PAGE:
More than 600 motorcycles formed a stampede of pink as they cruised through downtown on Saturday to help women fighting breast cancer.

Bikers stopped near the de Immigrant Windmill to check out the historic site and get glitter tattoos of the breast cancer ribbon as part of the Proud to Wear Pink Motorcycle Ride.

“This ride is a lot of fun and it's great to know you're helping a good cause,” said biker Brian Smith, who participated in the ride for the second time this year.

Area non-profit organization Team Underwires held its fifth annual Proud to Wear Pink Motorcycle Ride with stops in Milledgeville, Fulton, Morrison and Prophetstown. From pink wigs to neon pink pants and pink bras strapped to the front of motorcycles, all the participants were proud to wear pink.

Dwayne and Sam Blaufuss from Sterling, Ill., were possibly the most decked out of all. Dwayne showed off a bright pink beard, while Sam donned a neon pink wig and fishnets. The couple from Sterling have participated in the ride all five years.

“We've had friends that were affected by cancer,” Dwayne said. “It's a great ride and a way to show support to those in need.”

For Douglas Heier the event has a special meaning.

“My wife passed away from cancer a year ago,” Heier said. “Today would have been our 28th anniversary. So this ride means a lot to me.”

The stop in Fulton was decorated with pink and inspirational banners as it was the survivors’ stop. Women who have either survived breast cancer or are currently fighting against cancer manned the stop by applying glitter tattoos, stamping the hands of participants and providing directions.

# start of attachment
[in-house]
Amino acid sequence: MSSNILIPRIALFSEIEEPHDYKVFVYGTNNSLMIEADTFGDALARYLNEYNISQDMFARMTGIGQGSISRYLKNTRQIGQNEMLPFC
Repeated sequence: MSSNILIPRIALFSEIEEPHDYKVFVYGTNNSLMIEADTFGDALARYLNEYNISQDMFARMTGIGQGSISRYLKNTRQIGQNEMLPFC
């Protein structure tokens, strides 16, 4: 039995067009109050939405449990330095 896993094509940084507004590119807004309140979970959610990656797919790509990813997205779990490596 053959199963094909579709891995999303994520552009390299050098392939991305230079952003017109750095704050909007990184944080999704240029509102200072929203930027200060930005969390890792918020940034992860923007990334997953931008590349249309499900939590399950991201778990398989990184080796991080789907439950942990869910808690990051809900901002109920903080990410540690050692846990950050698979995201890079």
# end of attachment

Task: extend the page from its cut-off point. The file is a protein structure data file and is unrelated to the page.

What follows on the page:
Volunteer Jessica Strader of Sterling has been fighting cancer for 2 1⁄2 years. She found out she had breast cancer when she was only 26 years old and pregnant with her daughter. Strader has helped out at the event for several years and hopes to start a sand volleyball tournament to raise more money for the cause someday.

For some of the women like Strader it has been a long journey, but for others it is a very new struggle. Christy Eastman, who was just diagnosed in June, happily put glitter tattoos on bikers.

“We've had a great turnout,” Eastman said. “The weather couldn't have been better.”

The non-profit that covers Whiteside, Lee, Ogle, Carroll and Bureau counties raises funds to help women who don't have insurance or the funds to seek exams or treatment for breast cancer.

In 2008, co-founders Sandi Ivey and Tammy Campos started the organization with the help of many volunteers.

The first motorcycle ride raised $66,000. Each ride raises between $60,000 and $70,000.

“We know what we're doing and it works,” Ivey, who is also a cancer survivor, said. “It's such a great cause and well worth it.”